Alone at the Twilight of Empire

In his 1781 Notes on the State of Virginia, Thomas Jefferson famously reminded those Americans who dismissed the Amerindians they were in the process of subjugating as irredeemably savage that their own Northern European ancestors were likewise considered irredeemably savage by the Romans who had conquered them.

However, through the process of civilization at the hands of the Romans, themselves tutored by the Greeks, Northern Europeans went on to build mighty cultures.

Jefferson’s understanding of the power of civilization to transform a seemingly savage people had existed in the West for centuries and served as at least one of the platforms of Western colonization.

Jefferson’s view is abhorrent to much of contemporary political discourse, which considers colonialization as being equivalent to genocide -- except, of course, if a nonwestern power conquers another people, such as the 8th-century Arab conquest of Spain, which is often, if not always depicted, as a good and noble act.

Portland State University’s Dr. Bruce Gilley learned this lesson the hard way when his September 2017 article, “The Case for Colonialism,” published in Third World Quarterly, drew incredible scorn, including death threats from angry readers.

Not to be deterred, Gilley has published a recent work detailing the life of one of the last defenders of colonialism, Sir Alan Burns.

Gilley’s book, titled The Last Imperialist: Sir Alan Burns’ Epic Defense of the British Empire is a crushing broadside against the left-wing celebration of de-colonialization.

The Last Imperialist accomplishes this goal, curiously, by demonstrating how Alan Burns was a thoroughly liberal and anti-racist administrator concerned with the wellbeing of those whom he governed in the colonies.

Alan Burns lived a Tintin-like life. He was being born and raised in the British Caribbean -- and, strangely for a British colonial administrator, Burns was a Catholic. Burns later spent his career fighting against the Germans in Togoland as part of the West Africa Frontier Force and eventually served in colonial administration in British Honduras, the Gold Coast, and Nigeria.

In The Last Imperialist, Gilley provides a vision of colonial life that has long vanished. In the life of Sir Alan Burns, we encounter colonial officials driven mad by isolation, revolutionary Nigerian cult leaders claiming to be the second Elijah, and Bahamian bootleggers. We further encounter in Gilley’s well-wrought pages black nationalist Marcus Garvey, the infamous Nigerian Women’s War, and stories (perhaps too racy for the reader with a chaster muse) of adulterous love affairs between colonial administrators and native women.

Like American president Richard M. Nixon after him, Alan Burns was a conservative “liberal,” who believed in the Enlightenment credo of human rights as well as (contrary to both left- and right-wing racialists) a common humanity shared by all human beings. While serving in the Bahamas, Burns celebrated Emancipation Day, which commemorated the end of slavery on the tropical island. As Gilley notes, Alan firmly believed that the same institutions that “civilized” Europe could do so for the rest of the world. He founded a Carnegie library in Lagos, Nigeria, and encouraged diverse social gathers to ease tensions.  He further brought African members into the Gold Coast Legislature while serving as the colony’s governor.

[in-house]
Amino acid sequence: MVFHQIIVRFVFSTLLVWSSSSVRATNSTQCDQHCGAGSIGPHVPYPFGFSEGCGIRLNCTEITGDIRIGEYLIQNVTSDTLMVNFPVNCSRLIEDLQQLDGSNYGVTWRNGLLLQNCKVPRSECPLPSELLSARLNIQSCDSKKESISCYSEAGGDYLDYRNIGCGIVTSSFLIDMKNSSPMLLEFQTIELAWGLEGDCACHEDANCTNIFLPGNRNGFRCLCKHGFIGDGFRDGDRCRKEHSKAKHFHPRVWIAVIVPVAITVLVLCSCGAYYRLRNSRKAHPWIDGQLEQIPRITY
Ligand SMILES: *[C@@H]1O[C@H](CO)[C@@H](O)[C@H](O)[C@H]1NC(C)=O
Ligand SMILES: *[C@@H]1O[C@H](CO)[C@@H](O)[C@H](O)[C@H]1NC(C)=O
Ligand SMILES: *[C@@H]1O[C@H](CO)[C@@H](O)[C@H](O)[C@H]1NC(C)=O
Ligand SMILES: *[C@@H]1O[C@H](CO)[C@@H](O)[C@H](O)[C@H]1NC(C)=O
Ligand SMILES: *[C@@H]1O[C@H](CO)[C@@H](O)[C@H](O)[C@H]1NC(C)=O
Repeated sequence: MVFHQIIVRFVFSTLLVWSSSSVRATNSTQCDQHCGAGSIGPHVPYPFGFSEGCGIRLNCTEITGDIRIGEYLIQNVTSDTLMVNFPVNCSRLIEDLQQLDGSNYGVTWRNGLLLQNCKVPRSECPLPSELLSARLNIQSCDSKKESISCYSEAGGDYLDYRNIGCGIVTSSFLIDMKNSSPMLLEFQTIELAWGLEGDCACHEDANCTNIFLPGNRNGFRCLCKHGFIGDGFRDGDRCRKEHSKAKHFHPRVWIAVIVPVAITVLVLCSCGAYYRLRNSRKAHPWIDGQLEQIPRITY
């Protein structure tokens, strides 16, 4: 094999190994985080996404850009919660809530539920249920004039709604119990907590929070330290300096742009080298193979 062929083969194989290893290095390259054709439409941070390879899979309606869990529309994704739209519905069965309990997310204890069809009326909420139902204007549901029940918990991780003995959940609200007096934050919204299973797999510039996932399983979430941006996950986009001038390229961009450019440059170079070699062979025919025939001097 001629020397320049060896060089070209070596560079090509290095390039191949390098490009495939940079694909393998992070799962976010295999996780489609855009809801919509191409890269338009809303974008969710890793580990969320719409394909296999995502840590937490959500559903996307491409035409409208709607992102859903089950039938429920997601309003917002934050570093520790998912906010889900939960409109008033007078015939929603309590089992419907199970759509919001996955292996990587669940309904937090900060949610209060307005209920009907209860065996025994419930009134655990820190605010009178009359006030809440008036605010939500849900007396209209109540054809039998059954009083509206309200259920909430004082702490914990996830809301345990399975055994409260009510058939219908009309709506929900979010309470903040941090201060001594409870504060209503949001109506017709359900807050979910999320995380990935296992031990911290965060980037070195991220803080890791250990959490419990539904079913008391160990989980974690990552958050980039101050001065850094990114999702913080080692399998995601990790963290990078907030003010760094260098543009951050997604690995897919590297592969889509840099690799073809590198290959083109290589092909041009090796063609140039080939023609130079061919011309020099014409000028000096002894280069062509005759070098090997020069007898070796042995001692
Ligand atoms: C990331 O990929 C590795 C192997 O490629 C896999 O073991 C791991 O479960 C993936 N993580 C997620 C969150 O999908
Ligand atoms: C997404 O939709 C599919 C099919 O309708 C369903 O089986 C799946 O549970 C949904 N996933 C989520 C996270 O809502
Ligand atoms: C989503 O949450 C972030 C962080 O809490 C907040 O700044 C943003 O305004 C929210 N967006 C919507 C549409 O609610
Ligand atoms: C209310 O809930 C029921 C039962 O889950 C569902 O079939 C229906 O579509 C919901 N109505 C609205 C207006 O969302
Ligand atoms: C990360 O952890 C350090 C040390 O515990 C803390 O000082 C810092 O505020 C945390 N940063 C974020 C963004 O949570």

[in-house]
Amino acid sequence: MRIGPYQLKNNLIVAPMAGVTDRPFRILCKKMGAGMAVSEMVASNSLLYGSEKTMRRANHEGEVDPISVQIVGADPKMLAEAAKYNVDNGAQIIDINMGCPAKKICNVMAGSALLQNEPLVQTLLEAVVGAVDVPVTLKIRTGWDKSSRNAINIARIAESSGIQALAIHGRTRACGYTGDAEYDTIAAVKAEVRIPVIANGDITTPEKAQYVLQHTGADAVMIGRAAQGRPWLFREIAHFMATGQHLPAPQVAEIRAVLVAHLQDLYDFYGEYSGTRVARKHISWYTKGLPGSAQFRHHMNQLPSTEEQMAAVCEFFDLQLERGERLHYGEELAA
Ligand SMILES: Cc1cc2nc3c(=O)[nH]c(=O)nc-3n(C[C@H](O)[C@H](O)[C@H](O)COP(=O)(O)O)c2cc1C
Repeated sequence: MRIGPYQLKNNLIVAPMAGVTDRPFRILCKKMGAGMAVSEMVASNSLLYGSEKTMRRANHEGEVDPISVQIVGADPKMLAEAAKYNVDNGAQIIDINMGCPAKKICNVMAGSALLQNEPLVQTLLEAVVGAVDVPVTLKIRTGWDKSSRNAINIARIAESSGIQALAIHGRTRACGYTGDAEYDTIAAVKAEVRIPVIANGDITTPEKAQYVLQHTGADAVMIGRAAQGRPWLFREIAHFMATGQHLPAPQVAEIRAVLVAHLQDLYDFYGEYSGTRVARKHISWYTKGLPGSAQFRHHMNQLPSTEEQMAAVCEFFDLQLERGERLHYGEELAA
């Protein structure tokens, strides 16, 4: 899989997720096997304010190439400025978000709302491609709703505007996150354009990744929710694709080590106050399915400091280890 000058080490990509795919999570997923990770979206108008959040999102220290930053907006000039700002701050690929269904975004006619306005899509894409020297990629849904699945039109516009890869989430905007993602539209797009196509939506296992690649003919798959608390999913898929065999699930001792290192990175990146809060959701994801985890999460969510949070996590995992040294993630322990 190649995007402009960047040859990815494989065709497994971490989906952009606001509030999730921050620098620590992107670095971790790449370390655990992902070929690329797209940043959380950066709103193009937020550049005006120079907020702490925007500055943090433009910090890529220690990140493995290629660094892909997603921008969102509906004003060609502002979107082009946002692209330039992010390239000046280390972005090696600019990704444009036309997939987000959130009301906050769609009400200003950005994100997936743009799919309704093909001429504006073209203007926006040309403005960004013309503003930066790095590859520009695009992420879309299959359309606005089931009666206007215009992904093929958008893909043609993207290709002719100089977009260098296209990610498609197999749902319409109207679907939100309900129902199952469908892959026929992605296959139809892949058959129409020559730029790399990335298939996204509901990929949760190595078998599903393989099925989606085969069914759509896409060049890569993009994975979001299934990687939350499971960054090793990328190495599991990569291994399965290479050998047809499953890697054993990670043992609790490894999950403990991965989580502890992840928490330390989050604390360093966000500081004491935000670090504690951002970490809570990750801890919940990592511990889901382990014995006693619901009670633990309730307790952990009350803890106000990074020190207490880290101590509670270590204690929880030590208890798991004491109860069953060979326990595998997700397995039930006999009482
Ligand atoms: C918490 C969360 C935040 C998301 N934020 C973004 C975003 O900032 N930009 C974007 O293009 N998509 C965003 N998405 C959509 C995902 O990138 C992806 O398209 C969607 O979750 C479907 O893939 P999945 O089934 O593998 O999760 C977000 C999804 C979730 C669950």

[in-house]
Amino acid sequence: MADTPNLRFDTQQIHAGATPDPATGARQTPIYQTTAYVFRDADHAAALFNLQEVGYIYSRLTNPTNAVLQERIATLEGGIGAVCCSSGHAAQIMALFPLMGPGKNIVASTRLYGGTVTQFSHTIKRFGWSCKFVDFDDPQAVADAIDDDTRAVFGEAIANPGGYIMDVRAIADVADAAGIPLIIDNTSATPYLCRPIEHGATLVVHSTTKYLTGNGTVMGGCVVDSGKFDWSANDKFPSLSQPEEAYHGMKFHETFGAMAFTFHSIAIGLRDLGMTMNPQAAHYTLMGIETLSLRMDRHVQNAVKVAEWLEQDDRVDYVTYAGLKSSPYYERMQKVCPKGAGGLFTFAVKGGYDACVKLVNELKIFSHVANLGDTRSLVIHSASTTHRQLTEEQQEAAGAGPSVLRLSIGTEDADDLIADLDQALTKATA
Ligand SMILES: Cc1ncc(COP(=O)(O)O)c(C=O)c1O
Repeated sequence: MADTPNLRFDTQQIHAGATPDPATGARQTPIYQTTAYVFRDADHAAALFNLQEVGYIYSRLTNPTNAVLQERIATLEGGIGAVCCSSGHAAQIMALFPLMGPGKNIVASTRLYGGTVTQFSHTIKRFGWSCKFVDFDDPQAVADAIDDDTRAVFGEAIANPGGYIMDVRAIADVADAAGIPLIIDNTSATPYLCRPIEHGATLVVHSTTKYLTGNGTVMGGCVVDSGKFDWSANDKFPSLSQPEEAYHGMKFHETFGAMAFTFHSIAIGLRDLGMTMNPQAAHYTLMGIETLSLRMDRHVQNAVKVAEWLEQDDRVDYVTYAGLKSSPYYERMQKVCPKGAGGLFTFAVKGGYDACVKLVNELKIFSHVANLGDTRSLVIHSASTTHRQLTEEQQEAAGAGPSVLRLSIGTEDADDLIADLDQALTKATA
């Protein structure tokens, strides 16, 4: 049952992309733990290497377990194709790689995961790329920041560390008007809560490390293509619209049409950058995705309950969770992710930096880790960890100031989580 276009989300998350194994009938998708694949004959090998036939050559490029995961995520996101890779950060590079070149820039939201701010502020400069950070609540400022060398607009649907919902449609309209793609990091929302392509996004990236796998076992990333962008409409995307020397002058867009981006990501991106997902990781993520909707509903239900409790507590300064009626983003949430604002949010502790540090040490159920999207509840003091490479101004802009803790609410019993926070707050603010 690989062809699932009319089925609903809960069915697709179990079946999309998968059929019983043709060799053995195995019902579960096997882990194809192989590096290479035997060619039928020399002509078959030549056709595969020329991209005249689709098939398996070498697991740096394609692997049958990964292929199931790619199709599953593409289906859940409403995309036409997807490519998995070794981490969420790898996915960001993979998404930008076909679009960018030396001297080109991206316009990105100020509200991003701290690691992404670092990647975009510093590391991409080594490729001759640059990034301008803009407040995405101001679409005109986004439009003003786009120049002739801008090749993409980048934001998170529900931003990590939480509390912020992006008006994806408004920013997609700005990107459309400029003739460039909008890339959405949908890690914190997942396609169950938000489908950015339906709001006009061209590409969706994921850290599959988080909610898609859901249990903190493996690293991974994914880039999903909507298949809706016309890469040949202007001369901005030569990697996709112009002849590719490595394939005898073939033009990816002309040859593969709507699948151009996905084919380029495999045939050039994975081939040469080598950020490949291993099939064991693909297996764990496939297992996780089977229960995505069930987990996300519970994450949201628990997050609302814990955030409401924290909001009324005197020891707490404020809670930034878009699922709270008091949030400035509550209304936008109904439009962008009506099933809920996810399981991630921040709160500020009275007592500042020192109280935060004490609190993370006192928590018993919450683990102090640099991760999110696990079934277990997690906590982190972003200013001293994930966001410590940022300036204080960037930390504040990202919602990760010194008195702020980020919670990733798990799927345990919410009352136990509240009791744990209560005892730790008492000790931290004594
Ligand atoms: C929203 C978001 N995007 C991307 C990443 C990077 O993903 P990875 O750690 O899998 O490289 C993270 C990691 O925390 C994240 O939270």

Throughout The Last Imperialist, Gilley contrasts revolutionary countries such as Guatemala and Haiti with other countries with a stronger colonial government such as British Honduras and the Bahamas. Gilley’s central point is that colonialism stabilized and strengthened colonials while the much-trumpeted revolutionary wars frequently led to chaos and death.

This is not to argue that colonialism is without its mistakes -- a point Alan Burns himself noted.

The murder of an African tribal priest by eight prominent men, often known as the Ju-Ju murder, provided to be one of the most difficult moments in Alan’s career as he battled with both African and English politicians to attempt to enforce what he perceived to be justice. For Alan, the Ju-Ju murder was symptomatic of the barbarism that “civilization” was attempting to end in the Third World and which it had allegedly ended (or at least tamed) in Europe.

Sir Alan Burns’ remaining years were spent battling an increasingly radicalized and anti-colonial United Nations as the British Empire retreated and handed the baton of Western Civilization to the United States.      

As Gilley himself hints, what is most frightening about the current discussion of colonialism is the complete absence of truth and honesty from the new wave of left-wing historians.

Gilley demonstrates that many radicals in the developing world privately were able to express their admiration for various elements of colonialism but were unable to voice such support publicly for obvious reasons.

Gilley also marshals quotes from such noted writers as Octavio Paz, V.S. Naipaul, and Chinua Achebe in praise of some elements of colonialism.

However, rational, documented arguments for colonialism do not matter in a time in which the criterion for correctness is no longer truth and the standard for rightness is not justice but rather the will to power and violence.

Image: Regnery Gateway

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